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Discussion Starter #10
Recommended Maintenace and Modifications

I figured this would be a good place to also have my list of recommendations, most items are applicable to all 6.5 diesels.

It covers timing the IP to upgrading the turbo, and other routine stuff like the alternator and engine mounts.

Enjoy! :bounce:
 

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Very nice information, not shure how to use the TDC calc..

Børge
 

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Discussion Starter #12
The TDC calculator is to show you the air temp and pressure at TDC. When you input the engine parameters, it calculates those values from compression. It is informational, to understand the system that you could be modding with other chemical fuels such as propane or methanol, or understanding how boost affects blowing the head gaskets off. And how IATs affect cylinder temps.

You can modify any of the engine parameters on the left columns.
 

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The TDC calculator is to show you the air temp and pressure at TDC. When you input the engine parameters, it calculates those values from compression. It is informational, to understand the system that you could be modding with other chemical fuels such as propane or methanol, or understanding how boost affects blowing the head gaskets off. And how IATs affect cylinder temps.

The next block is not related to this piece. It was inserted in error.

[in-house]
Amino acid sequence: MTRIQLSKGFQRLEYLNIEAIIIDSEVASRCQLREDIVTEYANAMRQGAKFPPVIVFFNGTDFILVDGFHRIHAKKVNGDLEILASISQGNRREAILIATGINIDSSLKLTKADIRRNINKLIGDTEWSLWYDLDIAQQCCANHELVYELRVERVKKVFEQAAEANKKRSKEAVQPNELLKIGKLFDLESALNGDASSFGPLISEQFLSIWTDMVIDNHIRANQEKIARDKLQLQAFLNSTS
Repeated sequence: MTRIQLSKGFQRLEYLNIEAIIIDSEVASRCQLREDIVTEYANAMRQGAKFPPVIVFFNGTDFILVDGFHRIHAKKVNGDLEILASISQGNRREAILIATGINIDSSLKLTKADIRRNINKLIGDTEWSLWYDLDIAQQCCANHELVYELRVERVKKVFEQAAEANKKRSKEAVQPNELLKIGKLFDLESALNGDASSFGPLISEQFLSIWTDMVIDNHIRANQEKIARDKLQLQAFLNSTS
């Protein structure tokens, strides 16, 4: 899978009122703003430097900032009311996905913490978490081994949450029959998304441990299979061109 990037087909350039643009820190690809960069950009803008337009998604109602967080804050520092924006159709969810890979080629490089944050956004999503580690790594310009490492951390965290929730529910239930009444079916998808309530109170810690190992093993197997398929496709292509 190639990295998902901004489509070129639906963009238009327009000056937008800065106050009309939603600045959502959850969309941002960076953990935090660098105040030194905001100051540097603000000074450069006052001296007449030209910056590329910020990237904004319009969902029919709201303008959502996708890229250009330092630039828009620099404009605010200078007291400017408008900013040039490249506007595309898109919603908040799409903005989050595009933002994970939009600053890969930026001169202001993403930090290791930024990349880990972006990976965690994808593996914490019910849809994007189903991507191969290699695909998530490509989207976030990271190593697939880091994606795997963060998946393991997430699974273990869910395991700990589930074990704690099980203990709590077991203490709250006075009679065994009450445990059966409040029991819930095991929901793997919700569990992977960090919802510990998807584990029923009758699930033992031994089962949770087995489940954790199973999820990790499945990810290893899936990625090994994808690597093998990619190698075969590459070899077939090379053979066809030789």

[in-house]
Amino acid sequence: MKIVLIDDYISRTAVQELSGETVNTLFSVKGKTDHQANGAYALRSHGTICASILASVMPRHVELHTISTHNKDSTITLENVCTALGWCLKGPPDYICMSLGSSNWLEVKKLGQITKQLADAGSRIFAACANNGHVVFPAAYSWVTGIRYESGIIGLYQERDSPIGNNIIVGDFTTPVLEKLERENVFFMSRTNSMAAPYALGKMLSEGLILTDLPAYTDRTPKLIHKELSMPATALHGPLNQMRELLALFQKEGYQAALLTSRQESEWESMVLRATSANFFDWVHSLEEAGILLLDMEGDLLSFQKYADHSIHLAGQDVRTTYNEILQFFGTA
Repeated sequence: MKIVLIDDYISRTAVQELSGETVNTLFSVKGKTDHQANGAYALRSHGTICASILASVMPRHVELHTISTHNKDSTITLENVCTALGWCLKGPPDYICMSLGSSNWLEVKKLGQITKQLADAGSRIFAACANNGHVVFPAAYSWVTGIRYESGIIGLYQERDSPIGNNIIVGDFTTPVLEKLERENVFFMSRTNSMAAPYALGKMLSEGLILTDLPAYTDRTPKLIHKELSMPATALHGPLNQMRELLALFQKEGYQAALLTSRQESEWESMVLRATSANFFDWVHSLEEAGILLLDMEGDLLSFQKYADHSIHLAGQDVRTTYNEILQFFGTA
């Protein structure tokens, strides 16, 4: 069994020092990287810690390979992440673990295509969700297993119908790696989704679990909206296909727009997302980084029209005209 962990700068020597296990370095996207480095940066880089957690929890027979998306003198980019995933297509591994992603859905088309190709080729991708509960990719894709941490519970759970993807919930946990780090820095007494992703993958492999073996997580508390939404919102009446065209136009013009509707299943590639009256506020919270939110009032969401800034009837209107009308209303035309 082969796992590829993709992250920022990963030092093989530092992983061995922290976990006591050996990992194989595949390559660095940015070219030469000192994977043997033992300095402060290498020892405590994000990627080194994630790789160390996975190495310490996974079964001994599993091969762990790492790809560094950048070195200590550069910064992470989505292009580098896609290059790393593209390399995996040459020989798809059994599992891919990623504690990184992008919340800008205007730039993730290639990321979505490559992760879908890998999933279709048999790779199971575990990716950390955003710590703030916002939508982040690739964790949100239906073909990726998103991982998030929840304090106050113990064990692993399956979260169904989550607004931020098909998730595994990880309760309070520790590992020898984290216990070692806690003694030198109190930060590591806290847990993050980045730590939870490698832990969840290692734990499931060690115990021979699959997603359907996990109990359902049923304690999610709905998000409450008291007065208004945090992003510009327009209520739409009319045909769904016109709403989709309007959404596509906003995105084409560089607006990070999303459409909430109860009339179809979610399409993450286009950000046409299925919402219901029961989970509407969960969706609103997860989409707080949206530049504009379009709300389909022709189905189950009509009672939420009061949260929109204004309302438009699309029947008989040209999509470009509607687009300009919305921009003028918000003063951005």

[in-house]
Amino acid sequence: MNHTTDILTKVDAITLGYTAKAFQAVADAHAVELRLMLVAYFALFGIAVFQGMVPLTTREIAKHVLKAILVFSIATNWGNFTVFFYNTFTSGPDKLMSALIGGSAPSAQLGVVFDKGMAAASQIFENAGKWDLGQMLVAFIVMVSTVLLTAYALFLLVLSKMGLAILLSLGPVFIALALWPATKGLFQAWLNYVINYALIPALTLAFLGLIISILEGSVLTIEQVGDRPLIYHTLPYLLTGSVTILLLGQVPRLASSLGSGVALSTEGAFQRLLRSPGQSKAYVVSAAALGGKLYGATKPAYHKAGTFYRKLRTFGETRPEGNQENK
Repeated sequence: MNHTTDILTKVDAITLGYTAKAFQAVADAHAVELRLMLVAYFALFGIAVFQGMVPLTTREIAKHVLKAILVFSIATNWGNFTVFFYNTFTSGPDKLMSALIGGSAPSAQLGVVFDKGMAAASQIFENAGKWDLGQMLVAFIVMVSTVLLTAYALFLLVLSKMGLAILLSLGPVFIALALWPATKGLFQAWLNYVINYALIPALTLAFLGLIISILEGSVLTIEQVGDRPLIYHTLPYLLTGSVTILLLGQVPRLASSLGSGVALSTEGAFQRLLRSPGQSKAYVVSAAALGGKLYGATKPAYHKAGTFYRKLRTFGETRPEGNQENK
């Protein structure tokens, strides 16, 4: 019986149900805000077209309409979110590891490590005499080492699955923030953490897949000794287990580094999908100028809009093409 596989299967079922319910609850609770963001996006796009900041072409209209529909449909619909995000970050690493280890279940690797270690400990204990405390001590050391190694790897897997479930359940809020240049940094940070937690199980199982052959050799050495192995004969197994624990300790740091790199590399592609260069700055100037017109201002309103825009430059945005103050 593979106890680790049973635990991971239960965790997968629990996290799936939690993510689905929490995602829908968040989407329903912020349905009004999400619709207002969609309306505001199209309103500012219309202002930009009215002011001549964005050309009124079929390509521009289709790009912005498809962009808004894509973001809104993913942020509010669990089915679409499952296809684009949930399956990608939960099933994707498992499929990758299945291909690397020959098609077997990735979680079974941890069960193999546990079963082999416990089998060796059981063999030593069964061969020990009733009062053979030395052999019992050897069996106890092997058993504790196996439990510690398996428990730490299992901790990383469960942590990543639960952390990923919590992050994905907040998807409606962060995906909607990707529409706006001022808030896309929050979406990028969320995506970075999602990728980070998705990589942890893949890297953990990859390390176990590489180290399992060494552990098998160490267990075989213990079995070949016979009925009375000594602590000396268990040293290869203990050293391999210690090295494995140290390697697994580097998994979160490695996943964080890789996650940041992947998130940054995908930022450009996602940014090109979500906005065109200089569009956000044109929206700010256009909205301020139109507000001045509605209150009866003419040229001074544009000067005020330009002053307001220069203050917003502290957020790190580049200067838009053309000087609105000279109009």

You can modify any of the engine parameters on the left columns.
Thanks for clarifying, will try it...
 

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Very nice!
 

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Discussion Starter #15
New List of Recommendations

Attached a tweaked list of recommendations. Not a whole lot different, but refined.
 

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Nice writeup. :)

Børge
 

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:cool2:
 

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Good work Buddy, we saved it in the folder with your other calculators....LOL. How come no 6.2L's or any 6.2/6.5L's with over 50 psi boost ? Guess we will have to calculate that for ourselves....:)
 
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There was one, it bent the rods and crank every oil change. Timing is really important and the guy was playing w/ injection pumps at the same time and had trouble keeping them dialed in.